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Organic Cocozelle Summer Squash Seeds

Cucurbita pepo

  • HOW TO GROW
  • FAST FACTS
  • REVIEWS

HOW TO GROW

Sowing: Gardeners with short growing seasons may want to start their squash seeds indoors a month before the last expected frost. Since squashes do not take well to transplanting, peat pots are the best option. Plant two seeds per pot, later clipping off the weaker seedling. Harden the seedlings by exposing them to the weather for several hours at a time during the week before transplanting. About a week after the last frost or when the soil temperature reaches an average of 65 degrees F, plant the seedlings in very rich soil 8-10' apart in rows 10-12' apart. Another option is to plant the seedlings in hills of two, 8-10' apart. To direct sow, plant the seeds when the soil temperature reaches at least 70 degrees F. Plant them 1/2" deep, 3-4' apart and thin to 8-10' apart. For companion planting benefits, plant squashes along with corn but avoid planting them with potatoes.

Growing: Since squash seedlings do not tolerate frost, provide protective coverings if the temperature drops below 65 degrees F. Keep the soil moist at all times, but avoid getting the leaves wet as this can cause diseases such as rot or mildew. When the vines begin to develop, a layer of mulch will help conserve moisture and control weeds; mulch also will keep the squashes clean and protect them from too much soil contact.

Harvesting: These squashes generally taste best when harvested at a length of 6-8". When the plant begins to produce mature squashes, they should be picked every day or two. Cocozelle squashes keep well in the refrigerator for about two weeks and freeze well.

Seed Saving: By the time the squash reaches its mature size, the seeds are mature. Cut the squash open, remove the pulp and seeds, and rinse off the pulp. Put the mixture in a bowl of water to remove the remaining pulp; the good seeds will sink. Remove the good seeds and spread them out to dry for 2-3 weeks, stirring them at times to make sure they dry completely. Store the seeds in a cool, dry place for up to 4 years.

FAST FACTS

Latin Name: Cucurbita pepo

Type: Open Pollinated, Heirloom, Warm Season

USDA Zones: 3, 4, 5, 6, 7, 8, 9, 10, 11, 12

Seeds per Ounce: 250

Planting Method: Direct Sow

Reviews

Size Price Quantity
XL Mylar Packet (~20 Seeds) $2.50 -+
1/4 Oz Mylar (7.09g) $4.80 -+
1 Oz Mylar (28.4g) $7.20 -+
1/4 Lb Mylar (113g) $16.00 -+
1 Lb Mylar (454g) $60.00 Sold Out
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DESCRIPTION

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Cocozelle summer squash grows on a bush type plant, making this variety ideal for small vegetable gardens. Fruits is dark green with light green stripes, and is best when harvested under 12. This open pollinated variety is very flavorful and tender and great for cooking, freezing, or canning. Matures in about 55 days. Average water needs. Attractive to bees, butterflies, and/or birds.
This heirloom italian zucchini has been available in the United States since the early 1930s. It stays tender even at large sizes, and its stripes make it a colorful addition to the garden. Traditional Italian cuisine makes use of zucchini by breading and pan frying it or deep frying its blossoms, producing a dish known as "fiori di zucca."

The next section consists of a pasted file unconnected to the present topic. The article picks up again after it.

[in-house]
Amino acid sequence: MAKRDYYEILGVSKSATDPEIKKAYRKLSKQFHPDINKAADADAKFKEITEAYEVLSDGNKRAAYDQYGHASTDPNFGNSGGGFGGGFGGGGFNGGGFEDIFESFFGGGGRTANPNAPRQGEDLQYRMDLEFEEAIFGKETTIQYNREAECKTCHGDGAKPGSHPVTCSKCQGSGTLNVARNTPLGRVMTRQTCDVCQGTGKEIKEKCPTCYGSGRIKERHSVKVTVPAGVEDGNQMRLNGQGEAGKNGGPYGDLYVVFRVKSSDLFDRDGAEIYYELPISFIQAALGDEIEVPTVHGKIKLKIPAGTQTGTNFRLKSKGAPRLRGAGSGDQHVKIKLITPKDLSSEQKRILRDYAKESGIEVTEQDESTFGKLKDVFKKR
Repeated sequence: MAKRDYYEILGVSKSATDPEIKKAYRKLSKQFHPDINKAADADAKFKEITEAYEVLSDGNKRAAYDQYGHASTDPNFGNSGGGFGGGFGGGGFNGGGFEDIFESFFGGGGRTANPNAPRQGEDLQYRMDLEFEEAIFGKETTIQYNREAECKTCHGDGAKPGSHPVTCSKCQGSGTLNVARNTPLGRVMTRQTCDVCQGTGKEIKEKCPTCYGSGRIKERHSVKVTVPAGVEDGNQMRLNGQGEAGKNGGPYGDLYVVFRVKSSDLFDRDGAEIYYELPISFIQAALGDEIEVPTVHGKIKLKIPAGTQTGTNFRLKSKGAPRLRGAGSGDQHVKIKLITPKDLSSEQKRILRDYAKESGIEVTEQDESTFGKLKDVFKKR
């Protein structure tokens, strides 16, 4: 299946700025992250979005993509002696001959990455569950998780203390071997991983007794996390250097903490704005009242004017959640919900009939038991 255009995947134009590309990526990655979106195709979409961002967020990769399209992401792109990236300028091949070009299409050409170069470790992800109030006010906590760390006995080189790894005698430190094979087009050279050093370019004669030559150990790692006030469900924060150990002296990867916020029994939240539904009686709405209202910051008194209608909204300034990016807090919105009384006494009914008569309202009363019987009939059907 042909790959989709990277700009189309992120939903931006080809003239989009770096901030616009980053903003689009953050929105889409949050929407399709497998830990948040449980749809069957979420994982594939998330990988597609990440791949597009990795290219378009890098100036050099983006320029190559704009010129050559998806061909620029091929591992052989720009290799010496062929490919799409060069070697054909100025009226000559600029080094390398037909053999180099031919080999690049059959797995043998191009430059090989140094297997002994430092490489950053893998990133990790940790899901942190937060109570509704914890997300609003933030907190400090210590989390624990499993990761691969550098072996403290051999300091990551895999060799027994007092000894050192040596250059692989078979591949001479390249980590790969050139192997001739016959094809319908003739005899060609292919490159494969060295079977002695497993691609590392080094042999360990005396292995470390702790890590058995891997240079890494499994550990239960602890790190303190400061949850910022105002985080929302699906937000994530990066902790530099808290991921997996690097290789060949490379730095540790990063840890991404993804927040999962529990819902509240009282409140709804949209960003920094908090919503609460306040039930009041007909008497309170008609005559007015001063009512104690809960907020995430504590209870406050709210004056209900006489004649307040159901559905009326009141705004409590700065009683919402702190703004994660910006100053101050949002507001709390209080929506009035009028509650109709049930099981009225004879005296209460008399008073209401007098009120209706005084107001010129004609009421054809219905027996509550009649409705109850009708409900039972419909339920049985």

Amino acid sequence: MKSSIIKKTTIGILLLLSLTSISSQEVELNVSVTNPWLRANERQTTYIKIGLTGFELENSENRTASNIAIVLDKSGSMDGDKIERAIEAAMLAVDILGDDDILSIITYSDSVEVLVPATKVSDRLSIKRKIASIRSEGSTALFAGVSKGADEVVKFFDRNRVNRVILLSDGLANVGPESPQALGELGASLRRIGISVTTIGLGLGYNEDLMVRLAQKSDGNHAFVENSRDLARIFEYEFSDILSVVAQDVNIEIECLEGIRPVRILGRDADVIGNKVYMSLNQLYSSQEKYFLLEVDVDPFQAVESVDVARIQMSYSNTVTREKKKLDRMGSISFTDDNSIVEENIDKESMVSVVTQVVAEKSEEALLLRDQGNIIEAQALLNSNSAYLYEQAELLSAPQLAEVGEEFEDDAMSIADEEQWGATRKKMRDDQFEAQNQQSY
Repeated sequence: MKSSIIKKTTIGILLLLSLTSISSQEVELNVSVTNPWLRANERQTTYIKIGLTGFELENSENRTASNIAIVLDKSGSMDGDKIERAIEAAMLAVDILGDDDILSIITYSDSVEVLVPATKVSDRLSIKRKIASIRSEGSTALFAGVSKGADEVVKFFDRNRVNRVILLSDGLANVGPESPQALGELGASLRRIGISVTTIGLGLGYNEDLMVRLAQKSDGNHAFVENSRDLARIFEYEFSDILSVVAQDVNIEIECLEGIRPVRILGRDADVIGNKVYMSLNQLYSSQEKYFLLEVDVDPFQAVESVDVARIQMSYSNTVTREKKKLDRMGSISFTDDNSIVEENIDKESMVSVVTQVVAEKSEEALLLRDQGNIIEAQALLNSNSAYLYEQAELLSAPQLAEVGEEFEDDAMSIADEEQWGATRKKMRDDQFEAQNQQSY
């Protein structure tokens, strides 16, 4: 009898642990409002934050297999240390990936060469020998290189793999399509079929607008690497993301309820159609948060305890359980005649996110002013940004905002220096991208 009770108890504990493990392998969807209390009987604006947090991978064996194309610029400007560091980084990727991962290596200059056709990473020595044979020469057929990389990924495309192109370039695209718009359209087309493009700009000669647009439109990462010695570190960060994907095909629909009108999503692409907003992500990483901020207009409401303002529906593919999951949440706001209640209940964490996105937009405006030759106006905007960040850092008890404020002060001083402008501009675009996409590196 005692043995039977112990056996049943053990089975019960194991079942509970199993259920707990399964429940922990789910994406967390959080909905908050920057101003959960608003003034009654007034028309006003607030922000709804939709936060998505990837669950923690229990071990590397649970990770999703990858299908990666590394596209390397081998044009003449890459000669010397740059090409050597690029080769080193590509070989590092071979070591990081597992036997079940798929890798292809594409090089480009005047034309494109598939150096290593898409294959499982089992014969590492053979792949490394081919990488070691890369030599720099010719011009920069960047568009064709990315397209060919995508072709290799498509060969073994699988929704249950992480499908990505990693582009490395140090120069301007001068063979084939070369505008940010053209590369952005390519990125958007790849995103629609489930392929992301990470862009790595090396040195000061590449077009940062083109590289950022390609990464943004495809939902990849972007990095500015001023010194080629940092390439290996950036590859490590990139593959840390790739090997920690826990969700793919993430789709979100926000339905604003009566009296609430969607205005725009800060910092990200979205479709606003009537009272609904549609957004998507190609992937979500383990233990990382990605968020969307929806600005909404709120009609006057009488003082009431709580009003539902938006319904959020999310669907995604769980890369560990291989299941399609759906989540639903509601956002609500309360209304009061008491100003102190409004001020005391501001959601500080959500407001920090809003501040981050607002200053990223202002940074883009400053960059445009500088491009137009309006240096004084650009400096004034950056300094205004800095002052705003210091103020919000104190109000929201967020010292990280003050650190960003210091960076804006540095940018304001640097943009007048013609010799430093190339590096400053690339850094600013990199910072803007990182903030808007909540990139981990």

HOW TO GROW

Sowing: Gardeners with short growing seasons may want to start their squash seeds indoors a month before the last expected frost. Since squashes do not take well to transplanting, peat pots are the best option. Plant two seeds per pot, later clipping off the weaker seedling. Harden the seedlings by exposing them to the weather for several hours at a time during the week before transplanting. About a week after the last frost or when the soil temperature reaches an average of 65 degrees F, plant the seedlings in very rich soil 8-10' apart in rows 10-12' apart. Another option is to plant the seedlings in hills of two, 8-10' apart. To direct sow, plant the seeds when the soil temperature reaches at least 70 degrees F. Plant them 1/2" deep, 3-4' apart and thin to 8-10' apart. For companion planting benefits, plant squashes along with corn but avoid planting them with potatoes.

Growing: Since squash seedlings do not tolerate frost, provide protective coverings if the temperature drops below 65 degrees F. Keep the soil moist at all times, but avoid getting the leaves wet as this can cause diseases such as rot or mildew. When the vines begin to develop, a layer of mulch will help conserve moisture and control weeds; mulch also will keep the squashes clean and protect them from too much soil contact.

Harvesting: These squashes generally taste best when harvested at a length of 6-8". When the plant begins to produce mature squashes, they should be picked every day or two. Cocozelle squashes keep well in the refrigerator for about two weeks and freeze well.

Seed Saving: By the time the squash reaches its mature size, the seeds are mature. Cut the squash open, remove the pulp and seeds, and rinse off the pulp. Put the mixture in a bowl of water to remove the remaining pulp; the good seeds will sink. Remove the good seeds and spread them out to dry for 2-3 weeks, stirring them at times to make sure they dry completely. Store the seeds in a cool, dry place for up to 4 years.

FAST FACTS

Latin Name: Cucurbita pepo

Type: Open Pollinated, Heirloom, Warm Season

USDA Zones: 3, 4, 5, 6, 7, 8, 9, 10, 11, 12

Seeds per Ounce: 250

Planting Method: Direct Sow

Reviews